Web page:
(Mūsā) said: “If I ask you anything after this, keep me not in your company, as you have received an excuse from me.”
There is one more incident that took place between the two figures, in which Mūsā (ʿalayhi al-Salām) spoke out again, breaking their agreement for the third and final time:
“(Al-Khaḍir) said: ’This marks the parting between me and you. I will inform you of the interpretation of those matters regarding which you were unable to hold patience.
‘As for the ship, it belonged to a group of needy individuals working in the sea. Thus I wished to render it defective, as there was a ruthless king after them, who seized every ship by force.’”
Here we observe that there was a broader perspective which informed al-Khaḍir’s act of damaging the boat. Mūsā (ʿalayhi al-Salām) was unaware of these factors which motivated al-Khaḍir’s act, so he immediately dismissed the defacement of the boat as an act of oppression. In reality, al-Khaḍir’s action was done in order to realise a greater benefit, namely, to discourage the ruthless king from seizing their boat. As a matter of welfare, it would be better for the sailors to keep their boat with a hole in it than to have their entire vessel seized. Al-Khaḍir then provides his reasoning for the second event, stating the following:
“And as for the boy, his parents were believers, and we feared that he would oppress them through rebellion and disbelief.”
Qatādah, a very famous exegete from the Successors, interprets this verse by stating:
“His parents rejoiced when he was born and grieved when he was killed. Had he stayed alive, he would have been the cause of their doom. So let a person be content with the decree of Allah. Allah’s decree of something that the believer dislikes could be better than Him decreeing something that he desires.”
Qatādah highlights the importance of seeing the greater benefit for any act of injustice one may be suffering from. In light of this mindset, as believers, we must think positively of Allah when witnessing the plight of Masjid al-Aqsa and Palestinians by assuming that greater goodness will come. We will evaluate later on some of the greater goodness that Allah has already bestowed upon us. The story continues with al-Khaḍir stating the following regarding the deceased boy’s parents:
“So we intended that their Lord should replace for them one who is better in righteousness and nearer in mercy.”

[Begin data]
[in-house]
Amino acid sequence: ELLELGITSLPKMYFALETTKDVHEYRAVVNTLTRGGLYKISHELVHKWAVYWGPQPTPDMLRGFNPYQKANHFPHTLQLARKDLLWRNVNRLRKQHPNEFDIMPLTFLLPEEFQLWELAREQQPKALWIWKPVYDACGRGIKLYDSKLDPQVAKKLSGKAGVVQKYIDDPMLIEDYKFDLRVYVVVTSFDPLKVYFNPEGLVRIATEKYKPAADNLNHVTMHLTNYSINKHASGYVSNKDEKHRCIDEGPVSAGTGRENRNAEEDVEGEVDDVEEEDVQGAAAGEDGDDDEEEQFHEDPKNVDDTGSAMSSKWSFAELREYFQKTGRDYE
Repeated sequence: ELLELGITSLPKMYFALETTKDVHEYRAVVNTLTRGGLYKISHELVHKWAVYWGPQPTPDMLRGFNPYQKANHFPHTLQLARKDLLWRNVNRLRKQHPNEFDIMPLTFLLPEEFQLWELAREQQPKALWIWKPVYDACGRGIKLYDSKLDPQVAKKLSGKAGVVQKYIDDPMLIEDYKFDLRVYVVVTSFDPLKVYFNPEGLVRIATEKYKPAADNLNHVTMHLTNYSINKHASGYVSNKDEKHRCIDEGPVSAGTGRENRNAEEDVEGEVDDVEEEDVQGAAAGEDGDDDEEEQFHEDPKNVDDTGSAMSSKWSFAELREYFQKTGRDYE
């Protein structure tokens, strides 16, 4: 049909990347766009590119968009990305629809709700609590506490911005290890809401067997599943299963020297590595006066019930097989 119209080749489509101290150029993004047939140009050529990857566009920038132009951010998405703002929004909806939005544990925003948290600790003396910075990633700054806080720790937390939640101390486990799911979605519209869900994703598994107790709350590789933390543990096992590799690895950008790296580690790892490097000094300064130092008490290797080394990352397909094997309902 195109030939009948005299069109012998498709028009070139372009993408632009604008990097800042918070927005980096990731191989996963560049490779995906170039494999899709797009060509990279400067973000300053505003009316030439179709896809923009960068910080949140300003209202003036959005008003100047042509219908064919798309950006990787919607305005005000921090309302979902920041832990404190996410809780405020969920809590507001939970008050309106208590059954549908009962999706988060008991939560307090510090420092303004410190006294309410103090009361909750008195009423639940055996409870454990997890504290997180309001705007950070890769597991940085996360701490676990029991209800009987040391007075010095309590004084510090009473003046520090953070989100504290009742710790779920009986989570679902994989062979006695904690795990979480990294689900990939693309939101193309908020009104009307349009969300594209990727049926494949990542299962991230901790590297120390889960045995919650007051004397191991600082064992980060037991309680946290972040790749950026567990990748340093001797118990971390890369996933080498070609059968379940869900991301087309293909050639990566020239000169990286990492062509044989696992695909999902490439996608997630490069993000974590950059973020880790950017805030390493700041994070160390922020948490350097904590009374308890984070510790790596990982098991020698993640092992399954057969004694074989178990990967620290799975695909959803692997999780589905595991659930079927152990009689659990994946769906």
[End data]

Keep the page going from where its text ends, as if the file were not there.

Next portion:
According to Ibn Jurayj, the interpretation of the replacement being alluded to in this verse is: “A child who was better than this one, a child from whom they would feel more compassion.” We can learn from this divine event that when Allah takes away something from us and we are patient, He may at the end provide us something better.
In a parallel fashion to the greater wisdom and goodness in the seemingly unjust actions of al-Khaḍir, we should trust Allah by seeking the greater wisdom and goodness to come from this tyranny meted by the Israelis. Of course, these assumptions should only be entertained after first acknowledging and repenting from our mistakes as an Ummah, and only then being optimistic and taking the relevant means whilst relying upon Allah.
We will now recognise and mention some of the blessings that have resulted from the oppression against Masjid al-Aqsa and Palestinians so far:
1 – Courage
In this juncture it is worth recalling the famous statement of Jim Rohn:
“You are the average of the 5 closest people you spend time with.”
The Ummah has been spending a considerable portion of its time regularly following the plight of the Palestinians. By watching mainstream news footage of Palestinians speaking of their injuries, emotions, and attitudes in response to the brutal oppression meted by the Israeli Zionists, the whole globe has awakened and now has acquired the energy to respond. Here are some examples of Palestinians impacting us deeply through their remarkable acts of resistance:
A Young Girl Stood Valiantly Against One of Their Soldiers and Spoke with Bravery and Fierceness by Saying:
“We scare you, and the whole world is better than you. You are wrong and you are terrorists!” She then gets closer to the soldier and with a fierce tone gives a firm order: “Go from my land! Now!”
If a young girl can display such courage against her oppressors, then as adults older than her, we must have even more courage to speak out against this form of tyranny. In fact, her brave stance has inspired us to do such a thing.
A Sister Stays Strong Despite the Zionists Killing Her Husband:
She is not afraid of death. In actual fact, she prefers the life after death, and is willing to sacrifice herself as a martyr in the defence of Masjid al-Aqsa. We observe time and time again how the oppressed Palestinians display a stoic “nothing to lose” mentality. This is the mentality of sacrificing oneself to eliminate injustice, not fearing the harms that one may face by oppressors, and constantly knowing that one is near death. This is a powerful state to be in. To understand how powerful it is, let us look at the experience shared by Ryan, a contributor to Forbes: